Art painted by time
The term easel painting includes all paintworks on textile or wooden supports.
It is inevitable that time leaves its traces. On the one hand, light, climate conditions and pollution lead to material aging. On the other hand transport and the mere use can cause damages. Both usually affect the so-called 'readability' of an artwork and in worst cases also its stability.
I offer the conservation and restoration of historical, modern and contemporary paintings. As a conservator and restorer, it is my objective to both secure the works in their existence and to render the artistic intention perceptible. At first, the conservatory treatments aim to consolidate the original substance to avoid further loss of material as well as to remove harming pollution and microbial contamination. The subsequent restoration targets to regain a clearly legible and balanced appearance, which nevertheless seeks to preserve the aged character of the painting – its "patina".
If one of the following assertions apply to your painting, it likely suffers from characteristic condition changes or damages that make it worth consulting a restorer:
- The painting lacks colour intensity and seems dark or yellowish-brownish.
- Pieces of paintlayer are already missing or you detect loosly attached paintlayer at risk to get lost.
- Deformations such as dents or tears in a canvas or cracks in the wooden panel endanger the painting.
- Microbial contamination such as mould or insect attack can be observed.
The main steps of conservation & restoration treatments
"To conserve" means to preserve something that is still existing. "To restore" on the other hand, means to bring back something that has been lost. While conservation treatments are essential for the substantial preservation of an artwork, restoration measures have an aesthetic nature. The omission of restoration measures is therefore not acutely endangering the object, but it mostly prevents an undisturbed perception of the artwort. Thats why ususally restoration treatments are desirable.
Essential conservation treatments
Conservation and restoration works are always accompanied by a text and photographic documentation. This documentation records facts about the history of the object and its material. Furthermore it provides information about the conservation and restoration treatments carried out. Pre-, intermediate and final state photographs allow to understand these particular operations. The documentation is also important for possible future restorations. It usually also contains recommendations for the preservation of the artwork.
The supports of paintings are usually made of organic materials which due to their hygroscopic characteristics react to fluctuations in humidity by increasing or decreasing in volume. The often rather rigid paint layer cannot necessarily follow these movements. As a consequence we can usually observe the formation of fine cracks - a craquelure. In worse cases these counteracting dynamics over time cause delaminations, lift offs or even total losses of paint layer particles.
Any conservation and restoration measures should therefore be preceded by recognising and consolidating delaminations or loose paint layer.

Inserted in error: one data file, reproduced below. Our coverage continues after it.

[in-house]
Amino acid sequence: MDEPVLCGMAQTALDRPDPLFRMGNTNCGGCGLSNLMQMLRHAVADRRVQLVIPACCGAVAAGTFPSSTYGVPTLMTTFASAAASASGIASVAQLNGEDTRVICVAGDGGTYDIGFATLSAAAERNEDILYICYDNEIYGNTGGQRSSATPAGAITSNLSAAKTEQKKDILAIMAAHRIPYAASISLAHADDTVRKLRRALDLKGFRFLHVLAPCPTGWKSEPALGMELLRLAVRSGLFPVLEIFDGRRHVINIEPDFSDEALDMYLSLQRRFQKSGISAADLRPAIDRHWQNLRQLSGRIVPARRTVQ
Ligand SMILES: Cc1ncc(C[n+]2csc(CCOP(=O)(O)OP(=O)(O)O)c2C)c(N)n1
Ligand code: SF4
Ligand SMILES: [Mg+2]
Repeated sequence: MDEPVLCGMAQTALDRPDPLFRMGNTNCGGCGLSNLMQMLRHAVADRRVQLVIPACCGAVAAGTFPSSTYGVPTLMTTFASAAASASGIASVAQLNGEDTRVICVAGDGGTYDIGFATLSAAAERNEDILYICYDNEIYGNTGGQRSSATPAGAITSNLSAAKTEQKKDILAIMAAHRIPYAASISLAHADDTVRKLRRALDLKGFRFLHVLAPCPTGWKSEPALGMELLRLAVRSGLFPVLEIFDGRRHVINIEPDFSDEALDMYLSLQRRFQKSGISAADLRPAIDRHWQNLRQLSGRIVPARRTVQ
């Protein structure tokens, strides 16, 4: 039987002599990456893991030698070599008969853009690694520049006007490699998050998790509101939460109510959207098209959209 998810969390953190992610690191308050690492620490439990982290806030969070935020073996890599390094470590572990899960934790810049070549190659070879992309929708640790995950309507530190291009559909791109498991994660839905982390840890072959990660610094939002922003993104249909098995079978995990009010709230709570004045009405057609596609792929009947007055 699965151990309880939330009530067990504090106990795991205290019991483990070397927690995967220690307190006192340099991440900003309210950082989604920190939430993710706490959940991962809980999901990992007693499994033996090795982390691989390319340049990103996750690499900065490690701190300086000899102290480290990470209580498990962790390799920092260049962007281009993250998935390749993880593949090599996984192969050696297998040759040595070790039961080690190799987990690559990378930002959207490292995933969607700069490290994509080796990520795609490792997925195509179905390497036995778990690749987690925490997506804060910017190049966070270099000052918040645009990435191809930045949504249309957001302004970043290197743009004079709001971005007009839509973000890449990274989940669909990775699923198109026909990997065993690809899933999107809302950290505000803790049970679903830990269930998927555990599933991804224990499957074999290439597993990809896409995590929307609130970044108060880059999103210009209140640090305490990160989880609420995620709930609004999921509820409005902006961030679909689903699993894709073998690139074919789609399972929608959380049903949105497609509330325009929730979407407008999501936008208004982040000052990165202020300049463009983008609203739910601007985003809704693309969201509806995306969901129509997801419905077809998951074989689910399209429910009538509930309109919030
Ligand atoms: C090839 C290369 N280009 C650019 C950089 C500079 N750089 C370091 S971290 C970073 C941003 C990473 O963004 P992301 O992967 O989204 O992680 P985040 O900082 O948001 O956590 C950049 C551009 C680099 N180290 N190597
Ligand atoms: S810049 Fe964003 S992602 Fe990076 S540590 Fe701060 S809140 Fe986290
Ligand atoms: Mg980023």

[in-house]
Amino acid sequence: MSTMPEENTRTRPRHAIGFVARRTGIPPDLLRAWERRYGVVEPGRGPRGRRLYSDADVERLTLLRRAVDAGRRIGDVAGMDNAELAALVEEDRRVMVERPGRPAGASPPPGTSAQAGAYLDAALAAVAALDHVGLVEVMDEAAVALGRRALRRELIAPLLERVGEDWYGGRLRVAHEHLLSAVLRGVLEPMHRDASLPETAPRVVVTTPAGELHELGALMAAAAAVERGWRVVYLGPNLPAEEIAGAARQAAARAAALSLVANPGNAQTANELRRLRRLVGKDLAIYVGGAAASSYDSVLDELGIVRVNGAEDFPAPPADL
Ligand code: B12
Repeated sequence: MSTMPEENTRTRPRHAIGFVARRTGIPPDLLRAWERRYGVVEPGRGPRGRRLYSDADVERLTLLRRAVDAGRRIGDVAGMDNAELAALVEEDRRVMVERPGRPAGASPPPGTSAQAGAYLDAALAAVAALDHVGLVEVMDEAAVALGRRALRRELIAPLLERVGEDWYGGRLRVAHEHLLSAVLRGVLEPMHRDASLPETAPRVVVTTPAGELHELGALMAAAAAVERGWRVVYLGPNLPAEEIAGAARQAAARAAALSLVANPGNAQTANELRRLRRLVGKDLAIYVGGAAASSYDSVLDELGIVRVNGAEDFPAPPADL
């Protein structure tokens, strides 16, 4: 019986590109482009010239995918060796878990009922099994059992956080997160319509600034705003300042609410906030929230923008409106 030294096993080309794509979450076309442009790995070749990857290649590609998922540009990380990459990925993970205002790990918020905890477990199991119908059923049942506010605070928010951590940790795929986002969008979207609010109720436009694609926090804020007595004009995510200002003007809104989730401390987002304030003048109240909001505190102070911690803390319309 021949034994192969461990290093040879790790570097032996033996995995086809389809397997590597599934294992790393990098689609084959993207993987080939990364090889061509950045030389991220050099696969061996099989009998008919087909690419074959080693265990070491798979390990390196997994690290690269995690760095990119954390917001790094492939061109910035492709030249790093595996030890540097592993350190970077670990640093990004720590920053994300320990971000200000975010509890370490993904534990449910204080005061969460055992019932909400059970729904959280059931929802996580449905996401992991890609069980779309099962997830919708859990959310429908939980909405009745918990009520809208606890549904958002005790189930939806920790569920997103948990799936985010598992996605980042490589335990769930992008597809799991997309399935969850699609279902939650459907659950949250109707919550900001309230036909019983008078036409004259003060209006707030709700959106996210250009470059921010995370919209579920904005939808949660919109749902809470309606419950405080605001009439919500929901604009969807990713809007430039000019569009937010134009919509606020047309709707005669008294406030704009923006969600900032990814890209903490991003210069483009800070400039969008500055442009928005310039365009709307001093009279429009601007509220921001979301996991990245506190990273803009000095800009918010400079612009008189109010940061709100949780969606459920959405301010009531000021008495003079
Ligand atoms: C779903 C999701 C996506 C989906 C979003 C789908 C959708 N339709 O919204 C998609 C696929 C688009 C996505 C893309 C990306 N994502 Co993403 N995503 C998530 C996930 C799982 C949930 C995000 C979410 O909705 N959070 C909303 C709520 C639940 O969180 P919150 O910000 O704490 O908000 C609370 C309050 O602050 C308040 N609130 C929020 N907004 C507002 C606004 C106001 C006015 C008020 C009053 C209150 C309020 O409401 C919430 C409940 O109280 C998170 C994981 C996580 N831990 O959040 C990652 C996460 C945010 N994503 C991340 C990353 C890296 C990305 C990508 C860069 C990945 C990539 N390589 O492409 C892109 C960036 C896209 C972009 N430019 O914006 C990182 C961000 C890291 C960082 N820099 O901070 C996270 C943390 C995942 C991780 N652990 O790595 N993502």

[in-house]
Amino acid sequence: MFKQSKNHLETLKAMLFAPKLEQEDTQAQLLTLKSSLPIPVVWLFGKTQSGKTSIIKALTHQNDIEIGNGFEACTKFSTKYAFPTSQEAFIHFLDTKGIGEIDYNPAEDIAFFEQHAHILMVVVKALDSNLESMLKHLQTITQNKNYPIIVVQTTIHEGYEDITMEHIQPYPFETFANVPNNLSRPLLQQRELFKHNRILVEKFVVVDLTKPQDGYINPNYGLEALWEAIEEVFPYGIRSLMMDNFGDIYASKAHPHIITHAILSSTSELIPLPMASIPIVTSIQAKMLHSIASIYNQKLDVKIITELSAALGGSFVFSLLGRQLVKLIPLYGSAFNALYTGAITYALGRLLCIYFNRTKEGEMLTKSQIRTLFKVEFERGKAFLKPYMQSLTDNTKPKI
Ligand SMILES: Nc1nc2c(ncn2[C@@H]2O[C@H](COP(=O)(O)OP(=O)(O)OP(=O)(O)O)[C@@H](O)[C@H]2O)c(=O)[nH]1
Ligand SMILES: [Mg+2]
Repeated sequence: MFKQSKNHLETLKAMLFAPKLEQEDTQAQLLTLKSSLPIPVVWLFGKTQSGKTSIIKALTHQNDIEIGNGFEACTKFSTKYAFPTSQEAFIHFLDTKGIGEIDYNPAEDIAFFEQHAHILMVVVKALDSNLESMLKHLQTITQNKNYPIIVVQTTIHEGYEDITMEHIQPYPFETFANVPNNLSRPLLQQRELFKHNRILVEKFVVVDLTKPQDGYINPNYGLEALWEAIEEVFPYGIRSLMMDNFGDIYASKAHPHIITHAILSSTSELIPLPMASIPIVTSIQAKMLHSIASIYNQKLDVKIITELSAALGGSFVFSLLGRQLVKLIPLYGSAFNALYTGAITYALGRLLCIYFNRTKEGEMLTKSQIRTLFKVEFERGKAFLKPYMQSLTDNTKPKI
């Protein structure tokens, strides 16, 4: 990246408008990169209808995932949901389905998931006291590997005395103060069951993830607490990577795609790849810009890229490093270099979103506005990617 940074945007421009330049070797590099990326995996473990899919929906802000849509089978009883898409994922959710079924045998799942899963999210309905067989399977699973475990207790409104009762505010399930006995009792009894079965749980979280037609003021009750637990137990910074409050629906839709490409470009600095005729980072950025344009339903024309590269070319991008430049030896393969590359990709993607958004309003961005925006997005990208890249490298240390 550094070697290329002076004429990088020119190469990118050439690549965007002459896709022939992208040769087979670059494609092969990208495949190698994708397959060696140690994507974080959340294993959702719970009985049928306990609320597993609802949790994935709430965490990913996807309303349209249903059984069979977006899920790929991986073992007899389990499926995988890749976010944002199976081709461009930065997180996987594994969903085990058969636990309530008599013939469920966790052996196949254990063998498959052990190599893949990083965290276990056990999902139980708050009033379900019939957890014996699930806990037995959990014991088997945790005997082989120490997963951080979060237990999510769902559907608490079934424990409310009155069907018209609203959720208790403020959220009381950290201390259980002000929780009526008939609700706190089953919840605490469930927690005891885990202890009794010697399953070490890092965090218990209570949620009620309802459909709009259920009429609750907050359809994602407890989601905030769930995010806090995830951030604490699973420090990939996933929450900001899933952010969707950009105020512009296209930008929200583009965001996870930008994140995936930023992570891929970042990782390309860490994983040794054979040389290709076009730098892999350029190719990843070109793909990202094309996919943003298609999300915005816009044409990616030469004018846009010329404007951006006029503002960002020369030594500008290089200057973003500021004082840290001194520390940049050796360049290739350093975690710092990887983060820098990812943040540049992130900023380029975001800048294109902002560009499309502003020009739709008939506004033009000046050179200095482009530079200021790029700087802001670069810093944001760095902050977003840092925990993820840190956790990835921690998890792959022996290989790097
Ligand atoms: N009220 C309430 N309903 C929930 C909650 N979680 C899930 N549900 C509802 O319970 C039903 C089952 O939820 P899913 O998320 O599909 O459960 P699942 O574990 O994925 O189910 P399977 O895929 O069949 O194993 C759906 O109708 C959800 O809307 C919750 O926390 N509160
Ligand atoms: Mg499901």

Surface cleaning means the targeted removal of dust and, if present, microbial contamination from the front and backside of a painting. It serves either to improve the appearance of a painting and above all to preserve the object, since pollution promotes both the ageing of the material as well as microbial growth.
The condition of the painting's support (e.g. a canvas or a wooden panel) essentially influences the overall appearance of a painting. Dents and tears in the canvas or fractures in the wood and open joints. All these phenomena not only disturb the appearance of the object, but also endanger its stability considerably.
For this reason the treatment of the reverse side is of great importance. For canvas paintings it ranges from the obligatory dust removal to the levelling of deformations in the fabric, the closing of tears or holes in the canvas and in extreme cases its lining. In the case of panel paintings the stabilisation of cracks and the fixing of opened joints are adequate treatments for structurally destabilized panels.
All this is necessary to regain stability and thus to protect the paint layer.
Possible restoration treatments
A yellowed varnish falsifies the original colour intensity of a painting. The impression of depth as well as the variability of colour nuances are usually greatly reduced.
But supposed varnish layers can also turn out to be a patina or final glaze as intended by the artist. This to distinguish is not easy and should be left to specialists. After a thorough examination a restorer can decide whether a varnish is existing and could be removed.
Just as disturbing as a strongly yellowed varnish can be overpaints, which cover parts of the original paint layer.
The feasibility of a varnish and overpaint removal is always verified by testing different agents and procedures. Only if an appropriate procedure without damaging the paint layer is determined, the removal can be carried out.
The restoration of paintings should always respect their aged conditions. A painting after restoration should therefore not just look like new. Nevertheless, damages in the paint layer, which either endanger the substance or affect the readability and perception of the painting, should be treated by filling and retouching lacunas.
Applying putty, the existing lacunas can be brought back to the same level as the surrounding painting layer. Fillings are therefore a prerequisite for any successful colour integration of damages in the paint layer.
As restorers, we can with few means help your painting to its authentic brilliance and advise you to what extent an intervention is appropriate.